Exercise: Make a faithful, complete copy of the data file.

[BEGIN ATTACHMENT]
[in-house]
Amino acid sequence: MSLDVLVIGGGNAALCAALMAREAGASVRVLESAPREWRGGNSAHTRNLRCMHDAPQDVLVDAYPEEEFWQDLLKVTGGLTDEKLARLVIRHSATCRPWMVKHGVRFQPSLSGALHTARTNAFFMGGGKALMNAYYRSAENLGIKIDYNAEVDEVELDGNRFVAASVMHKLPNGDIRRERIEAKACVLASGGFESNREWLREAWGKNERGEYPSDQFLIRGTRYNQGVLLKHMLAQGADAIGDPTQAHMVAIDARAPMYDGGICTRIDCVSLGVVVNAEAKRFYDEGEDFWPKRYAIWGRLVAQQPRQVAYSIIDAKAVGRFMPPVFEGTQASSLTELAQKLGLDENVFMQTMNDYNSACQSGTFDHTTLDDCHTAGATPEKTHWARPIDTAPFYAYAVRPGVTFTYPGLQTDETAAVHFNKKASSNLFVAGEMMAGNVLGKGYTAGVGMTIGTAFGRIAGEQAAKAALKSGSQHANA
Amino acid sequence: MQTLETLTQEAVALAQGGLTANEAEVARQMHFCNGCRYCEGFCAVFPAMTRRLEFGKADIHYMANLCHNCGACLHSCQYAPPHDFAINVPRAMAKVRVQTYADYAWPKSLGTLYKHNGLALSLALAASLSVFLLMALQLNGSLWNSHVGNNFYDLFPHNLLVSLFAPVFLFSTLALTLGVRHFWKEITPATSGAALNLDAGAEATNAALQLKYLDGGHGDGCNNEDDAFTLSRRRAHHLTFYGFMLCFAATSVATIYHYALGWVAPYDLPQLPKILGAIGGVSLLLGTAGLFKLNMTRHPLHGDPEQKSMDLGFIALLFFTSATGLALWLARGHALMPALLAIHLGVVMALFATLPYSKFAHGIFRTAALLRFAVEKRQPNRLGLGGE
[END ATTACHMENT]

[in-house]
Amino acid sequence: MSLDVLVIGGGNAALCAALMAREAGASVRVLESAPREWRGGNSAHTRNLRCMHDAPQDVLVDAYPEEEFWQDLLKVTGGLTDEKLARLVIRHSATCRPWMVKHGVRFQPSLSGALHTARTNAFFMGGGKALMNAYYRSAENLGIKIDYNAEVDEVELDGNRFVAASVMHKLPNGDIRRERIEAKACVLASGGFESNREWLREAWGKNERGEYPSDQFLIRGTRYNQGVLLKHMLAQGADAIGDPTQAHMVAIDARAPMYDGGICTRIDCVSLGVVVNAEAKRFYDEGEDFWPKRYAIWGRLVAQQPRQVAYSIIDAKAVGRFMPPVFEGTQASSLTELAQKLGLDENVFMQTMNDYNSACQSGTFDHTTLDDCHTAGATPEKTHWARPIDTAPFYAYAVRPGVTFTYPGLQTDETAAVHFNKKASSNLFVAGEMMAGNVLGKGYTAGVGMTIGTAFGRIAGEQAAKAALKSGSQHANA
Amino acid sequence: MQTLETLTQEAVALAQGGLTANEAEVARQMHFCNGCRYCEGFCAVFPAMTRRLEFGKADIHYMANLCHNCGACLHSCQYAPPHDFAINVPRAMAKVRVQTYADYAWPKSLGTLYKHNGLALSLALAASLSVFLLMALQLNGSLWNSHVGNNFYDLFPHNLLVSLFAPVFLFSTLALTLGVRHFWKEITPATSGAALNLDAGAEATNAALQLKYLDGGHGDGCNNEDDAFTLSRRRAHHLTFYGFMLCFAATSVATIYHYALGWVAPYDLPQLPKILGAIGGVSLLLGTAGLFKLNMTRHPLHGDPEQKSMDLGFIALLFFTSATGLALWLARGHALMPALLAIHLGVVMALFATLPYSKFAHGIFRTAALLRFAVEKRQPNRLGLGGE